Bobby Rahal has paid tribute to 1981 CART Rookie of the Year Bob Lazier, who died from complications arising from coronavirus at the age of 81 on Sunday.
Lazier won the 1971 Formula B class at the SCCA National Championship Runoffs, competed in the USAC Mini Indy Series and in Formula 5000 before graduating to the CART Indycar Series in 1981 with Robert Fletcher's team.
At 42 years of age, he was old for a rookie, but his past experience in road course racing was to prove useful that season as he took on oval specialists still grappling with the art of turning right as well as left during CART's early days of track diversification.
Although Lazier's engine let go at the Indianapolis 500 - not part of the CART championship that year - he impressed elsewhere.
Alternating between a new March 81C and one-year-old Penske PC7, Lazier would finish ninth in the championship and earn the 'Rookie of the Year' honour.
Key to that title were three top-five finishes, all scored in the Penske and all accrued at the championship's three road courses that season - Riverside, Watkins Glen and Mexico City.
The following year, Lazier returned to the Indy 500 with Wysard Racing but withdrew on the first day of qualifying and retired, following Gordon Smiley's fatal crash.
His sons Buddy (pictured below) and Jaques went on to become open-wheel racers, with Buddy proving to be particularly successful - winning the first Indy Racing League-run Indy 500 in 1996, the 2000 IRL title and then racking up a further four wins in 2001, which was the same year Jaques claimed his sole win.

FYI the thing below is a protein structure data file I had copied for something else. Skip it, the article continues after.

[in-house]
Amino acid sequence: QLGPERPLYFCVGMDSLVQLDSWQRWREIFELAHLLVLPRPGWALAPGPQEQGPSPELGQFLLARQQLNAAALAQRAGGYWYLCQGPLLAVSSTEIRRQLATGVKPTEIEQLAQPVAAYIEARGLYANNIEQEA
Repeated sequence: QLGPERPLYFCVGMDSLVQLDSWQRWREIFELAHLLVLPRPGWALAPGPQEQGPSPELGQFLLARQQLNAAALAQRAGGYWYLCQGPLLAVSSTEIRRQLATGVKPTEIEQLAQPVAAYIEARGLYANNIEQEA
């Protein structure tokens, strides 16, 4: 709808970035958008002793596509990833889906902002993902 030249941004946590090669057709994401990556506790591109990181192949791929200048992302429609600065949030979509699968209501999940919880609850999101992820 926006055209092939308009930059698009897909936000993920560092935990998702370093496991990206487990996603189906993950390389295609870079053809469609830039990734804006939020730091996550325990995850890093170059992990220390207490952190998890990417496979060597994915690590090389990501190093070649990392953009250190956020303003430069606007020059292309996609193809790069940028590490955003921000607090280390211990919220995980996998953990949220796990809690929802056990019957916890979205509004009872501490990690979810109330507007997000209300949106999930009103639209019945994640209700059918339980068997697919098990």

Lazier owned and ran the Lazier Racing Partners team that entered Buddy at the Indy 500 from 2013-2017, and he also took part in the SVRA Brickyard Vintage Racing Invitational at the Indianapolis Motor Speedway.
IMS President Doug Boles and two-time Indy 500 winner Arie Luyendyk were among those who paid tribute via social media when the news of Lazier's death was announced.
Indy 500 winner and current Road Racing Drivers Club president Rahal honoured the "enthusiastic and supportive" Lazier in a statement on Monday.
"Sadly, we lost fellow member Bob Lazier this past week due to complications from coronavirus," Rahal said.
"Bob's energy on and off the track was dynamic, first as one of the key developers of Vail, Colorado, and then on race tracks throughout North America.
"Successful in Formula B in the early '70s, culminating with Rookie of the Year honours at the 1981 CART Series, Bob was always enthusiastic and supportive of the sport he loved so much.
"Our deepest sympathies go out to the entire Lazier family."